Many of us will readily admit to having anxiety when receiving press inquiries regarding a controversial project. I am sure you immediately envision drawing a blank on live television. Or in your nervousness you begin to talk and you realize nothing is ever "off the record." Breaking into a cold sweat yet? This doesn’t have to be a scary experience. In fact, the advantages far outweigh the temporary heart palpitations.
Having the support of local media outlets and publications to assist in educating your project stakeholders and the public can be an added benefit to your project success and another tool in your Public Involvement Toolbox.
Assign one person as the point of contact. Always have a secondary contact available as well. There is nothing worse than forcing publications or outlets to make their way down the staff directory. They will inevitably reach someone minimally associated with the project who may not be aware of all the facts. Mention on your agency website who to contact regarding press inquiry and inform all staff and elected officials to direct inquiries to this specific individual/team.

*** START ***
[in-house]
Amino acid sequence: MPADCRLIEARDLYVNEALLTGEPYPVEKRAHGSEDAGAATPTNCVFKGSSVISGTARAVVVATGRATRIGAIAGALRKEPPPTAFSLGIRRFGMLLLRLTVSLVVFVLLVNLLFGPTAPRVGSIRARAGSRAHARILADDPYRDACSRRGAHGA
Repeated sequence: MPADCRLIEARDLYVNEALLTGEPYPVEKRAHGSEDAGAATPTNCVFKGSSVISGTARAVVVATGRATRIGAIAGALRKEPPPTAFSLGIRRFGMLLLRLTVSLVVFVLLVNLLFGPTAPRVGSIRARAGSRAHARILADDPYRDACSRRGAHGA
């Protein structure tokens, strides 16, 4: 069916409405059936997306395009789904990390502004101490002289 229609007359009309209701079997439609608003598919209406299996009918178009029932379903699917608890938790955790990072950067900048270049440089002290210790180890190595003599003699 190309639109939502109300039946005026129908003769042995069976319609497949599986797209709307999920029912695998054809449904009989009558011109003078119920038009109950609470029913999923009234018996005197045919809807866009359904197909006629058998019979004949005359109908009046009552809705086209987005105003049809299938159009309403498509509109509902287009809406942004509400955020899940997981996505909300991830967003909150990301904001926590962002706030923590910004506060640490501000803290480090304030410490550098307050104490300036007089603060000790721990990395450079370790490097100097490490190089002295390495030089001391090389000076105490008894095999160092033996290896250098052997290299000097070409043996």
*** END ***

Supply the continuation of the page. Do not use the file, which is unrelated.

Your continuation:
Prepare press releases. Prepare a fact sheet at the very beginning of the project. Include all of the necessary information you want to be sure to convey to the public. Provide them with angles on your story and include demographics or members of the community affected. Be clear about project goals and timelines.
Do the hard work for them. Provide them with facts, statistics, priority stakeholders. Clearly outline funding sources and approval processes. You can control the message!
Are you going to be on camera? Have dialogue with the reporter prior to taping. Most are not opposed to and actually appreciate discussing a script to cover all important facts that may impact their viewers/listeners/readers.
Be transparent. Answer questions and always, always return phone calls promptly! News, whether print or digital, happens quickly and staff are met with short deadlines for story delivery. If they don’t get the information from you, they will rely on someone else.
You can also support efforts of media. Nurture your relationships with staff, share or promote their story links on social media. Provide them with story ideas/leads. Send a thank you to them for their coverage and support!
Please share your success stories when partnering with the media on your projects. Comment below or send me an email and stay tuned for Tip #8 in the PI Toolbox!